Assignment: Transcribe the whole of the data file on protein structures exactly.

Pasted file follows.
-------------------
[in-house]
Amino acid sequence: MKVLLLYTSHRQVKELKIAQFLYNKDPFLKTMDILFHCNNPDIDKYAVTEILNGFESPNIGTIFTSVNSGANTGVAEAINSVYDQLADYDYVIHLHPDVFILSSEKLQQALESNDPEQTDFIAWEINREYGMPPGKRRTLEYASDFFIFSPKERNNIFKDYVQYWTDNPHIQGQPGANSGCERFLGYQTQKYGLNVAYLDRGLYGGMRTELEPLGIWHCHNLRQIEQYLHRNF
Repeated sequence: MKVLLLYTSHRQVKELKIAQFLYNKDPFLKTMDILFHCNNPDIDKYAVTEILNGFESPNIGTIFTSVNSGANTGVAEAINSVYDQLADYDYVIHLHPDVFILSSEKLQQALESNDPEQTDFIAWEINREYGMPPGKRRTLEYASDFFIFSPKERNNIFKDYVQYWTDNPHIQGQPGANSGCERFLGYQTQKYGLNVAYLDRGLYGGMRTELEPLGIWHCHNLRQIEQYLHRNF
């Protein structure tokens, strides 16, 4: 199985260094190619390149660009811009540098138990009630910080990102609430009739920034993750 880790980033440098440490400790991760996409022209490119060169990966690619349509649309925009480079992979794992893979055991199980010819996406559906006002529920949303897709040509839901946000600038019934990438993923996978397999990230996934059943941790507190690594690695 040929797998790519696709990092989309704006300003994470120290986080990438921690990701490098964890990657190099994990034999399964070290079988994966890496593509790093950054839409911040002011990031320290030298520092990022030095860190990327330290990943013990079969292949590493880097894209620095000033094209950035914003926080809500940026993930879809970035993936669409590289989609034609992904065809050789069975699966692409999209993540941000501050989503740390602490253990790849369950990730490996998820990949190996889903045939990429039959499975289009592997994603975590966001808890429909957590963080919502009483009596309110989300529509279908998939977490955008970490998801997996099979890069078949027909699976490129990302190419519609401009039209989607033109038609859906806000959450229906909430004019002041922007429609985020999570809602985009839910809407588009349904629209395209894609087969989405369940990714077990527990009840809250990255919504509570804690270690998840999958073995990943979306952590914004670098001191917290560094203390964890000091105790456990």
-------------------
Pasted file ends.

[in-house]
Amino acid sequence: MKVLLLYTSHRQVKELKIAQFLYNKDPFLKTMDILFHCNNPDIDKYAVTEILNGFESPNIGTIFTSVNSGANTGVAEAINSVYDQLADYDYVIHLHPDVFILSSEKLQQALESNDPEQTDFIAWEINREYGMPPGKRRTLEYASDFFIFSPKERNNIFKDYVQYWTDNPHIQGQPGANSGCERFLGYQTQKYGLNVAYLDRGLYGGMRTELEPLGIWHCHNLRQIEQYLHRNF
Repeated sequence: MKVLLLYTSHRQVKELKIAQFLYNKDPFLKTMDILFHCNNPDIDKYAVTEILNGFESPNIGTIFTSVNSGANTGVAEAINSVYDQLADYDYVIHLHPDVFILSSEKLQQALESNDPEQTDFIAWEINREYGMPPGKRRTLEYASDFFIFSPKERNNIFKDYVQYWTDNPHIQGQPGANSGCERFLGYQTQKYGLNVAYLDRGLYGGMRTELEPLGIWHCHNLRQIEQYLHRNF
């Protein structure tokens, strides 16, 4: 199985260094190619390149660009811009540098138990009630910080990102609430009739920034993750 880790980033440098440490400790991760996409022209490119060169990966690619349509649309925009480079992979794992893979055991199980010819996406559906006002529920949303897709040509839901946000600038019934990438993923996978397999990230996934059943941790507190690594690695 040929797998790519696709990092989309704006300003994470120290986080990438921690990701490098964890990657190099994990034999399964070290079988994966890496593509790093950054839409911040002011990031320290030298520092990022030095860190990327330290990943013990079969292949590493880097894209620095000033094209950035914003926080809500940026993930879809970035993936669409590289989609034609992904065809050789069975699966692409999209993540941000501050989503740390602490253990790849369950990730490996998820990949190996889903045939990429039959499975289009592997994603975590966001808890429909957590963080919502009483009596309110989300529509279908998939977490955008970490998801997996099979890069078949027909699976490129990302190419519609401009039209989607033109038609859906806000959450229906909430004019002041922007429609985020999570809602985009839910809407588009349904629209395209894609087969989405369940990714077990527990009840809250990255919504509570804690270690998840999958073995990943979306952590914004670098001191917290560094203390964890000091105790456990």